|US5656358||Jun 7, 1995||Aug 12, 1997||Lafond; Luc||Sealant strip incorporating an impregnated desiccant|
|US5658645||Jun 7, 1995||Aug 19, 1997||Lafond; Luc||Insulation strip and method for single and multiple atmosphere insulating assemblies|
|US5691045||Oct 26, 1995||Nov 25, 1997||Lafond; Luc||Insulated assembly incorporating a thermoplastic barrier member|
|US5759665||Dec 6, 1995||Jun 2, 1998||Lafond; Luc||Insulated assembly incorporating a thermoplastic barrier member|
|US5762738||Aug 9, 1996||Jun 9, 1998||Lafond; Luc||Method and apparatus for applying sealant material in an insulated glass assembly|
|US5773135||Aug 9, 1995||Jun 30, 1998||Lafond; Luc||Insulated assembly incorporating a thermoplastic barrier member|
|US5806272||May 31, 1996||Sep 15, 1998||Lafond; Luc||Foam core spacer assembly|
|US5813191 *||Aug 29, 1996||Sep 29, 1998||Ppg Industries, Inc.||Spacer frame for an insulating unit having strengthened sidewalls to resist torsional twist|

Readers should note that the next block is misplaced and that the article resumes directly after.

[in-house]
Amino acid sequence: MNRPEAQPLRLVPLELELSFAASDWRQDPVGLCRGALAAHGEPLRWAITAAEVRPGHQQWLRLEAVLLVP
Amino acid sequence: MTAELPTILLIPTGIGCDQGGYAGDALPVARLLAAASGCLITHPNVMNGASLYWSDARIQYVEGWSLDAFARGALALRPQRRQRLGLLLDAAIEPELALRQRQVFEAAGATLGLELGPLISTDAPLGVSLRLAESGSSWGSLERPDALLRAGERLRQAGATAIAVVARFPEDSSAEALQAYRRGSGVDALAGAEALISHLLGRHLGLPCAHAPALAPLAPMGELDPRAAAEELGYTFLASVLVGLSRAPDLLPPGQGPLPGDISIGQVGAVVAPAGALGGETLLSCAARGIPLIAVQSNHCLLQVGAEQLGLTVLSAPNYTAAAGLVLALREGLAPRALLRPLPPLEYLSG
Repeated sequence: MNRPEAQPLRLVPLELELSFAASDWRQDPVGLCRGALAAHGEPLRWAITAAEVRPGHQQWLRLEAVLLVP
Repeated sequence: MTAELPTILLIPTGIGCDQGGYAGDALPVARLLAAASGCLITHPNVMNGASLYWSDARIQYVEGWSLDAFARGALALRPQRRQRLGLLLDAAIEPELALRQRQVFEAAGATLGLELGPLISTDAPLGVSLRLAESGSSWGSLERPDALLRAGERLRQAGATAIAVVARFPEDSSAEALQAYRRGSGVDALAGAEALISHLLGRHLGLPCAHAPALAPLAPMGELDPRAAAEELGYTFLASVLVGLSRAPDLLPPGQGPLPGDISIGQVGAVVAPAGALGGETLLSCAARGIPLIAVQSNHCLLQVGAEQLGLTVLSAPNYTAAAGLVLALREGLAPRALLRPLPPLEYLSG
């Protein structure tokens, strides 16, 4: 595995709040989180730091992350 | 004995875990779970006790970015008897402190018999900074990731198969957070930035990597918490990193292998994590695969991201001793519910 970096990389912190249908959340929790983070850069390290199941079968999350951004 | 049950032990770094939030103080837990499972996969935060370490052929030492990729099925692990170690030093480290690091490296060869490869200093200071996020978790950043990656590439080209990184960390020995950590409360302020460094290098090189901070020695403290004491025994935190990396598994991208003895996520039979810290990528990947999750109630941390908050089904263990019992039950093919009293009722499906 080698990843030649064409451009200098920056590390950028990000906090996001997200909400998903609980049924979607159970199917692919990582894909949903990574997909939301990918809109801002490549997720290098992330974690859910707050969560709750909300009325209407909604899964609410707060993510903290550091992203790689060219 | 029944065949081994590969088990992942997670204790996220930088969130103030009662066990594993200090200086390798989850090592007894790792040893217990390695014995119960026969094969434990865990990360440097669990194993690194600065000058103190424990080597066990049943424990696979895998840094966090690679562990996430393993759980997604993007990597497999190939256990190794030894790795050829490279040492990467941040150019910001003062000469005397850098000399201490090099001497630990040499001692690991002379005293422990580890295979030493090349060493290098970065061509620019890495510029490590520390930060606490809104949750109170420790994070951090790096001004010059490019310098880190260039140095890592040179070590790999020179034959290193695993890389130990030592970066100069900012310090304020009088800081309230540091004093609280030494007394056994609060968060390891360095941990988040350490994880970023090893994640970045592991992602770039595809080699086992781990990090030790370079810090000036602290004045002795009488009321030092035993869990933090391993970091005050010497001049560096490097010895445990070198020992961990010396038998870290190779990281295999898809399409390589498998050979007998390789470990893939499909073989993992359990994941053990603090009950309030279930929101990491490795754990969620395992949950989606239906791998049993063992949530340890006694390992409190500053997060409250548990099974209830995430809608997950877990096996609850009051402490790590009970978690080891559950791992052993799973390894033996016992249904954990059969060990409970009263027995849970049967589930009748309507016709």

|US5851609 *||Feb 27, 1996||Dec 22, 1998||Truseal Technologies, Inc.||Preformed flexible laminate|
|US5876554||Jun 11, 1997||Mar 2, 1999||Lafond; Luc||Apparatus for sealing the corners of insulated glass assemblies|
|US5888341||Nov 18, 1996||Mar 30, 1999||Lafond; Luc||Apparatus for the automated application of spacer material|
|US5975181||Jun 2, 1997||Nov 2, 1999||Lafond; Luc||Strip applying hand tool with corner forming apparatus|
|US6001453||Nov 24, 1997||Dec 14, 1999||Lafond; Luc||Insulated assembly incorporating a thermoplastic barrier member|
|US6035602 *||Jul 20, 1998||Mar 14, 2000||Lafond; Luc||Foam core spacer assembly|